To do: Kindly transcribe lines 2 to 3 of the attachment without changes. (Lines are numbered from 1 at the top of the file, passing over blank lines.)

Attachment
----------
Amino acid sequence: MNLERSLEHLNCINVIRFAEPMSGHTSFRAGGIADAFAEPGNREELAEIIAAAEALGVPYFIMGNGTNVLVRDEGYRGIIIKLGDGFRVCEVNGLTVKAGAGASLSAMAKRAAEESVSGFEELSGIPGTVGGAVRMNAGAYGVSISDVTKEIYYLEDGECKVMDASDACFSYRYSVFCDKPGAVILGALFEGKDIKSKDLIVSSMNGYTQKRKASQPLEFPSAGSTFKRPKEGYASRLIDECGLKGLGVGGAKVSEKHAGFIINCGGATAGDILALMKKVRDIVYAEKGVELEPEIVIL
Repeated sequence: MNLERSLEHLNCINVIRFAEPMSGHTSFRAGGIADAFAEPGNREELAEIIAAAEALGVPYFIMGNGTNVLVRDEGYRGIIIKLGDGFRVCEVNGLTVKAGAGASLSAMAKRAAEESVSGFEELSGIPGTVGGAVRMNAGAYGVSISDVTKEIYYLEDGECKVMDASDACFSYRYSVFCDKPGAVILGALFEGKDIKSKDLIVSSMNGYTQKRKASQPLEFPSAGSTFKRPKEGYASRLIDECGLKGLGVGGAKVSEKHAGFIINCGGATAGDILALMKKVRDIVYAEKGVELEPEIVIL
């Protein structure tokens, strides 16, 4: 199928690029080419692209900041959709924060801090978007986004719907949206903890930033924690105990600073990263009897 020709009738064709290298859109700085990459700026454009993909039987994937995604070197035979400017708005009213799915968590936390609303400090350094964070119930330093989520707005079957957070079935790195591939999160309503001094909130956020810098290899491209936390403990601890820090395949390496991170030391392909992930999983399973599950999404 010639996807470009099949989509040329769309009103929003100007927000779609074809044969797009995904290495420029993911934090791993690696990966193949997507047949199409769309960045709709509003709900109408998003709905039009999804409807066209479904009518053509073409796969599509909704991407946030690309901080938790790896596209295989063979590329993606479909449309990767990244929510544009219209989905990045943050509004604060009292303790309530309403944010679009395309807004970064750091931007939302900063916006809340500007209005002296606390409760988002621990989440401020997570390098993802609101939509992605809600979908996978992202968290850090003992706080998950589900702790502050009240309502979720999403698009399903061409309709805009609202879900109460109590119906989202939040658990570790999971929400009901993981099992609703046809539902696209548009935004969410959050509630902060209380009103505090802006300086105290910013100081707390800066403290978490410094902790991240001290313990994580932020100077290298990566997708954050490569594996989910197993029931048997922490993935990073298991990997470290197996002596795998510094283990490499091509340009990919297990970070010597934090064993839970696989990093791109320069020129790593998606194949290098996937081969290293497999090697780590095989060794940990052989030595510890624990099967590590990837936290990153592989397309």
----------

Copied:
Repeated sequence: MNLERSLEHLNCINVIRFAEPMSGHTSFRAGGIADAFAEPGNREELAEIIAAAEALGVPYFIMGNGTNVLVRDEGYRGIIIKLGDGFRVCEVNGLTVKAGAGASLSAMAKRAAEESVSGFEELSGIPGTVGGAVRMNAGAYGVSISDVTKEIYYLEDGECKVMDASDACFSYRYSVFCDKPGAVILGALFEGKDIKSKDLIVSSMNGYTQKRKASQPLEFPSAGSTFKRPKEGYASRLIDECGLKGLGVGGAKVSEKHAGFIINCGGATAGDILALMKKVRDIVYAEKGVELEPEIVIL
């Protein structure tokens, strides 16, 4: 199928690029080419692209900041959709924060801090978007986004719907949206903890930033924690105990600073990263009897 020709009738064709290298859109700085990459700026454009993909039987994937995604070197035979400017708005009213799915968590936390609303400090350094964070119930330093989520707005079957957070079935790195591939999160309503001094909130956020810098290899491209936390403990601890820090395949390496991170030391392909992930999983399973599950999404 010639996807470009099949989509040329769309009103929003100007927000779609074809044969797009995904290495420029993911934090791993690696990966193949997507047949199409769309960045709709509003709900109408998003709905039009999804409807066209479904009518053509073409796969599509909704991407946030690309901080938790790896596209295989063979590329993606479909449309990767990244929510544009219209989905990045943050509004604060009292303790309530309403944010679009395309807004970064750091931007939302900063916006809340500007209005002296606390409760988002621990989440401020997570390098993802609101939509992605809600979908996978992202968290850090003992706080998950589900702790502050009240309502979720999403698009399903061409309709805009609202879900109460109590119906989202939040658990570790999971929400009901993981099992609703046809539902696209548009935004969410959050509630902060209380009103505090802006300086105290910013100081707390800066403290978490410094902790991240001290313990994580932020100077290298990566997708954050490569594996989910197993029931048997922490993935990073298991990997470290197996002596795998510094283990490499091509340009990919297990970070010597934090064993839970696989990093791109320069020129790593998606194949290098996937081969290293497999090697780590095989060794940990052989030595510890624990099967590590990837936290990153592989397309």